THIS ARTICLE IS FROM 2006 –
READ AN UPDATED ONE FROM 2010 HERE
There was a time when Def Jam Recordings was an NYU dorm room label, and there was a time when Moon Ska had a storefront in the East Village. Some local labels grow to massive proportions and others fade away as new bands and new trends take their place, but no doubt local independent labels do a great deal to define the NYC scene. So what were the labels making waves in NYC in 2006, who are the people behind them, and what do they consider when signing new bands?
Matador Records & Beggars Group
In 2002, The Beggars Group, a UK-based label group with branches worldwide, bought a 50% share in Matador Records, the NYC label that launched careers for artists like Liz Phair, Pavement and Guided By Voices. The two companies joined forces and have since then not only scored a major success with locals Interpol but have taken a chance on NYC acts like The Double and Calla. With a family of labels including XL and the newly launched PlayLouder (of website fame) imprint, there’s lots of room under the Beggars umbrella for new bands, and recent additions to the rosters include internet buzz-worthy bands Serena-Maneesh, Tapes N Tapes and Voxtrot. While Matador and the other Beggars labels may have a large combined roster, the label group’s prestige puts them in a position to sign the very best of the best, and they do!
Like Robert “Bucket” Hingley starting Moon Ska to get his band The Toasters’ music out there, Les Savy Fav bassist Syd Butler started Frenchkiss in 1999 to release the band’s own music. (And really, that’s where the ska associations end). Over time Frenchkiss has expanded their roster to include bands both quirky and edgy including The Hold Steady, The Apes, Thunderbirds Are Now! and Rahim. The label soon became a full time operation with a small staff, and earlier this year Frenchkiss celebrated their 25th release!
Like many of the most successful indie labels, Frenchkiss strives to build a collaborative relationship with their artists. “Every band that signs to Frenchkiss is full of people we feel comfortable representing us all over the world,” says label guy Steve Hahnel. “This is a collaborative effort, with all the hard work going toward one collective goal. We are not just here to handle the physical manufacturing of compact discs. Every band on the label needs to know that it is a partnership they are entering, not a vehicle they are entering to take their band from one spot in their career to another.”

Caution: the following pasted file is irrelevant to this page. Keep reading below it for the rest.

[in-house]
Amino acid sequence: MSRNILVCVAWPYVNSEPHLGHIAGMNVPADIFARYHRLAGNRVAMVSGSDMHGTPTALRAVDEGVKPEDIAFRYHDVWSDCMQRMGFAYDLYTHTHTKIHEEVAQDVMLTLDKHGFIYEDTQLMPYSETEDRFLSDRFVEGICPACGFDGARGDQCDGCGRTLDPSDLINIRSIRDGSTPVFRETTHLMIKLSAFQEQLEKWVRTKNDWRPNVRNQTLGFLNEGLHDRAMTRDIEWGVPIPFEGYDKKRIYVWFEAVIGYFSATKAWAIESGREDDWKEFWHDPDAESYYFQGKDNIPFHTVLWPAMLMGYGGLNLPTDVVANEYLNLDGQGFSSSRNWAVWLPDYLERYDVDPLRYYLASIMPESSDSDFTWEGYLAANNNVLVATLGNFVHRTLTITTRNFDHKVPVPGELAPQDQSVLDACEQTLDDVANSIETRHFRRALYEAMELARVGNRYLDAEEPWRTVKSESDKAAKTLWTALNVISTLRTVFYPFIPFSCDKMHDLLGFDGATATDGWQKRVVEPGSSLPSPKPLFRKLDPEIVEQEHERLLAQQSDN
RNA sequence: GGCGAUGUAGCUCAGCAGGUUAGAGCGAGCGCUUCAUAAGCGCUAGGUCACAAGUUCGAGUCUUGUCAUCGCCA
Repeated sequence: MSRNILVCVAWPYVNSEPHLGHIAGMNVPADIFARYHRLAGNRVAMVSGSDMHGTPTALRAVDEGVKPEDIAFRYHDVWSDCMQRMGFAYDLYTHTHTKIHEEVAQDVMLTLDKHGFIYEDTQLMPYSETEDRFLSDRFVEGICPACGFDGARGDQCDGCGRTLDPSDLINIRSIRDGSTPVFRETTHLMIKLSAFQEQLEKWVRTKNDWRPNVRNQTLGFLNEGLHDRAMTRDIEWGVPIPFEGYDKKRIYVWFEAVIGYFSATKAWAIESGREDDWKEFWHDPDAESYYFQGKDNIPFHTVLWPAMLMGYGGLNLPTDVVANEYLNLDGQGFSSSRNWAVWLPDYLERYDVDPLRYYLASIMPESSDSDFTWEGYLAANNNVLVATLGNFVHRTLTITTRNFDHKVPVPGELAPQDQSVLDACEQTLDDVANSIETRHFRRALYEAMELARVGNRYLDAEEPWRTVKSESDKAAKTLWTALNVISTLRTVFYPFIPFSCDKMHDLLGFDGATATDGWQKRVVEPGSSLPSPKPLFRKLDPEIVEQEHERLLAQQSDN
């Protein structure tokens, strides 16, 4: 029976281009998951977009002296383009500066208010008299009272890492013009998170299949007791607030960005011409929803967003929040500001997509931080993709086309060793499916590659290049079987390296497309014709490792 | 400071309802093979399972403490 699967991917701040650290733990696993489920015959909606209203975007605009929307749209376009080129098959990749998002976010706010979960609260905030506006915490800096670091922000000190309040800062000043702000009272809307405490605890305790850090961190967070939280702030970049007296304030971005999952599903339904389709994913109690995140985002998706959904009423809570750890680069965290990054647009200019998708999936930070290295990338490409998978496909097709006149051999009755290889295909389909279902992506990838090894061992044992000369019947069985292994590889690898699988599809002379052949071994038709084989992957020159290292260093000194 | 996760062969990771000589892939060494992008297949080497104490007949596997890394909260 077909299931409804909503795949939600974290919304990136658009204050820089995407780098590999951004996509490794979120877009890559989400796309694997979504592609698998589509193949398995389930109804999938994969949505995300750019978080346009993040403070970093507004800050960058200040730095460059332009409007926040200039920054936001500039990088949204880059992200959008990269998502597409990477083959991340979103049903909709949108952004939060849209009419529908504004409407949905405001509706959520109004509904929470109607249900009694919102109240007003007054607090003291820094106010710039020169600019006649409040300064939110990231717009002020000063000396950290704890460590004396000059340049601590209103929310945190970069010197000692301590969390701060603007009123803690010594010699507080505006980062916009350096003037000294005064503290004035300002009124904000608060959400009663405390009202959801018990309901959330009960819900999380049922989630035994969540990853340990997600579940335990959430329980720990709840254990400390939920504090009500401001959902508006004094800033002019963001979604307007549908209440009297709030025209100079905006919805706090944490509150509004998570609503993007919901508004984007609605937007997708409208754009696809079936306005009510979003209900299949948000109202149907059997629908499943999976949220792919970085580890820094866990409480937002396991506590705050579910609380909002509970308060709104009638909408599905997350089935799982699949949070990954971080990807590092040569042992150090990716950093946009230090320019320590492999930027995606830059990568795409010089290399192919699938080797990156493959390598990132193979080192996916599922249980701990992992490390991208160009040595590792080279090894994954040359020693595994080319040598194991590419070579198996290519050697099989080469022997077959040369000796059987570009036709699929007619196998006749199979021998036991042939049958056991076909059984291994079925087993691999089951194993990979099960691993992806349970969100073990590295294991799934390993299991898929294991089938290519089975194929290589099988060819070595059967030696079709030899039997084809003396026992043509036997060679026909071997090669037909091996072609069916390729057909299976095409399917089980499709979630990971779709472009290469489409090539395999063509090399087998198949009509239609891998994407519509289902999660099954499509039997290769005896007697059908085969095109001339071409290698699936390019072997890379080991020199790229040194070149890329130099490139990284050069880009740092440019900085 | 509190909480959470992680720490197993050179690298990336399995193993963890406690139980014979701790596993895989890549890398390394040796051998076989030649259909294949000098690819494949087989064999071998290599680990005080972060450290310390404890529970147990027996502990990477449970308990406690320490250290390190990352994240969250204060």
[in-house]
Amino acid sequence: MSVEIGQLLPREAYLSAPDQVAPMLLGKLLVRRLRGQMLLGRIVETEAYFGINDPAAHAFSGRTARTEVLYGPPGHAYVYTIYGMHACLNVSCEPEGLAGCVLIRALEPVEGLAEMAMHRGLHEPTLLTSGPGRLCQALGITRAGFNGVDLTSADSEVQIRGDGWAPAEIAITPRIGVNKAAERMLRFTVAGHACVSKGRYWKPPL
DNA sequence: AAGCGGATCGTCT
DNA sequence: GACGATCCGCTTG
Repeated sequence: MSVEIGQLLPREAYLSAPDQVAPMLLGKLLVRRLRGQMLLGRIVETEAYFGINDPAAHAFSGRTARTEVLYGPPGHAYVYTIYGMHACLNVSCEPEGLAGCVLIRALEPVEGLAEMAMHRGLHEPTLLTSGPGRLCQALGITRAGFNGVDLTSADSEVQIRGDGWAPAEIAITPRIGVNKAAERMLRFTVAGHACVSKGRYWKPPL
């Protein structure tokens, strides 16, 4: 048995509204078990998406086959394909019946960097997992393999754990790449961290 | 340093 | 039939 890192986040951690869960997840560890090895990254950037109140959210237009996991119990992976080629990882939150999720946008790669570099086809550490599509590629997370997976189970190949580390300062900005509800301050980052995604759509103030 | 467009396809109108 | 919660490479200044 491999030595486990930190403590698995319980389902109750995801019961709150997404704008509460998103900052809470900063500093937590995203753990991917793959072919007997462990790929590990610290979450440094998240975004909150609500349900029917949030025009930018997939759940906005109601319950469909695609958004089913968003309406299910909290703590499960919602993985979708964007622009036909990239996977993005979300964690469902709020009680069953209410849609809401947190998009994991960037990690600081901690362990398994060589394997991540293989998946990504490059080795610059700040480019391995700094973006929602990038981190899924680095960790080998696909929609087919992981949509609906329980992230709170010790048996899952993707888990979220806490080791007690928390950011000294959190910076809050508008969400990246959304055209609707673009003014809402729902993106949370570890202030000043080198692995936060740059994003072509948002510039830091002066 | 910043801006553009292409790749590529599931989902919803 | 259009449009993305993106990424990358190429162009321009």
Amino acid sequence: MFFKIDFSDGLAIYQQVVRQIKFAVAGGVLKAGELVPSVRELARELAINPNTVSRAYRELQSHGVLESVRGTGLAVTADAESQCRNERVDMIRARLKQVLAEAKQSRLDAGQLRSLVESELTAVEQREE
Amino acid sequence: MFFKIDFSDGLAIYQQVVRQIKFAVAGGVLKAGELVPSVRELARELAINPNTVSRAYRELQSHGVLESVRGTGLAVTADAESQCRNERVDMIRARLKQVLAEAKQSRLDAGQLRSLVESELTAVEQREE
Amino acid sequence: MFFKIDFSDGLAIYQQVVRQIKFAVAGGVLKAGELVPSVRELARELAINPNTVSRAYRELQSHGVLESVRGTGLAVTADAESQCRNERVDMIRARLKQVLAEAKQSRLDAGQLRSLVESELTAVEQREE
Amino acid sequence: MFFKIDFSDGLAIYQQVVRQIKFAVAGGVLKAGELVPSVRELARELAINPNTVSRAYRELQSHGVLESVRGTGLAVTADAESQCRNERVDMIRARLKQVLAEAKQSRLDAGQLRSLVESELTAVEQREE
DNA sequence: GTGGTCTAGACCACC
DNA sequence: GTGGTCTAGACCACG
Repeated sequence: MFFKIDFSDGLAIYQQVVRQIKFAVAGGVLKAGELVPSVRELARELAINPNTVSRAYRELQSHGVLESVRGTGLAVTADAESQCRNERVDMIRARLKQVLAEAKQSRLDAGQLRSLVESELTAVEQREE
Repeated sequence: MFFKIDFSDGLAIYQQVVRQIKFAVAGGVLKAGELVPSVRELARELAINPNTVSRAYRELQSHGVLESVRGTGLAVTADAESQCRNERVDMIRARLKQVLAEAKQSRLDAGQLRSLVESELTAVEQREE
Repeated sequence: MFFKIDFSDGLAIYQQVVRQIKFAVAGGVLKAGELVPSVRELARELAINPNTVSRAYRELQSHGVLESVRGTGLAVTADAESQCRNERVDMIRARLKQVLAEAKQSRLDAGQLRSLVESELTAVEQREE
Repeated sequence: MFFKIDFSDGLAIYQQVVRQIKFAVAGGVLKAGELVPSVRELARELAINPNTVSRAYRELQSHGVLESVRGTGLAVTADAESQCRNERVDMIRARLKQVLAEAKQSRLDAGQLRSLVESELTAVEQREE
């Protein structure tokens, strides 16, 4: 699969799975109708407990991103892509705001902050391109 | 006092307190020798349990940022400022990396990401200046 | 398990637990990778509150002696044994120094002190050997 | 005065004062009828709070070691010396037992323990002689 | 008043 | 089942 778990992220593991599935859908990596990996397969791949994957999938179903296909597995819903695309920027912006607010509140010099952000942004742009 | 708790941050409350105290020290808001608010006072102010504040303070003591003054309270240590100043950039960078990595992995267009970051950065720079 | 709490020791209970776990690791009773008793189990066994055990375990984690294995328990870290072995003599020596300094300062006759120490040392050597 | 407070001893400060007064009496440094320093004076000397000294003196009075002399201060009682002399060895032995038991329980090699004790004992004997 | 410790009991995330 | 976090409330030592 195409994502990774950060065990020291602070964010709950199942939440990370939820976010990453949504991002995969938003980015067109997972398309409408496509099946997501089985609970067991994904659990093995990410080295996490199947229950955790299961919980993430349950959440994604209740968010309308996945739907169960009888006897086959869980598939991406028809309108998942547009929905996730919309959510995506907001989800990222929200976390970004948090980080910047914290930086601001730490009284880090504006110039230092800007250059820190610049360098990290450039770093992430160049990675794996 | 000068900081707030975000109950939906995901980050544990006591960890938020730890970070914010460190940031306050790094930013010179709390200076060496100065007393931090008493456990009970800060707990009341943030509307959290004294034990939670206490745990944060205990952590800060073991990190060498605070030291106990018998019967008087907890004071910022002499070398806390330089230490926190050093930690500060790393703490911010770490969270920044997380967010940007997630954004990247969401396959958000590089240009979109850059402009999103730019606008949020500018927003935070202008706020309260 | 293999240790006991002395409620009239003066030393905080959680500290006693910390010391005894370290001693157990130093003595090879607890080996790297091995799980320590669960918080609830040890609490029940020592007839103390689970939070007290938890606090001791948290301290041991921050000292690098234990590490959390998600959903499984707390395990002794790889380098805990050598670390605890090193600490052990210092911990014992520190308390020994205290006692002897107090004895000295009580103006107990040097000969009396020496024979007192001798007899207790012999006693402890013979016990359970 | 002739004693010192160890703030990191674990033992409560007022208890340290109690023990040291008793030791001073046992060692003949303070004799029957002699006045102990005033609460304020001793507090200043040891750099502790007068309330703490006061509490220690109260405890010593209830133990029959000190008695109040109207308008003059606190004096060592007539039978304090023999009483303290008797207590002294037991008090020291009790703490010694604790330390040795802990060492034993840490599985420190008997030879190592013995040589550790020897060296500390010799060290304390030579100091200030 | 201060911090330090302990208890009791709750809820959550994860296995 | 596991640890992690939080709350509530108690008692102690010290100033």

When it comes to signing bands, Butler says, “We listen to all demos and suggestions, but we prefer to see the band live. Recordings can give you a false impression of how the band acts live, deals with themselves live and deals with the unknown (mistakes, hecklers etc.).”
Hahnel adds, “Frenchkiss signs someone when we collectively agree that a particular band or project is worth putting up money for and worth working hard for. We come to the conclusion through a complicated, long, talked-to-death, sometimes beer-fueled, and intense set of circumstances.”
And what happens when a band submits their demo? Hahnel tells us, “When a band sends us a demo it gets opened and put into the demo box. Usually the contents of the package are heavily scrutinized, though not necessarily on musical merit. Instinctively, we look at the accompanying glossy photo (if we are lucky enough to receive one) immediately for any/all opportunity to make fun of it and sharpie the hell out of. If the photo is good enough and if our caption writing skills are on point that day, we might decide to put it up on the wall of shame where it will be the subject of ridicule and jest for months to come.”
In the ‘90s Astralwerks took-off with the sudden success of electronica in the US, in particular their Chemical Brothers releases. What started as a backroom label run by Brian Long soon blossomed into a popular indie label with the assistance of Keith Wood (formerly head of Caroline, and later head of Rough Trade America) who helped Astralwerks bring accessible electronica music to the masses. Artists like The Beta Band and Air proved to be enormous successes for the label, and over time musicians like Beth Orton, Badly Drawn Boy and The Concretes diversified the roster.
Nowadays, Astralwerks boasts a hefty release schedule and is part of the EMI label collective. While keeping up with the trends, Astralwerks is still signing electronic and danceable musicians. For instance, NY-ers Radio 4 recently joined the label. Astralwerks is also now home to DFA, the disco punk label that has dropped jams from the likes of LCD Soundsystem and Hot Chip.
Best known for underground hip hop acts like El-P, Mr. Lif and Aesop Rock as well as hip-hop electronica artist RJD2, Definitive Jux has carved out a unique niche for themselves in the NYC indie music world. Local hip-hop artists Cannibal Ox and El-P (who is also president of the label) have found a strong following through Def Jux having outlets like college radio and venues that typically host indie rock bands welcome them with open arms.
The artists on Def Jux have a truly unique and crossover appeal, so what does it take to become a part of that community? Def Jux Director of Marketing Jay Drake says, “Basically we’ve only signed artists that have been close to the label for years. It’s more of a family instead of us soliciting demos and seeking out artists. We try to listen to as many demos as we can, but the amount that come in outnumber the hours we have to listen to them.”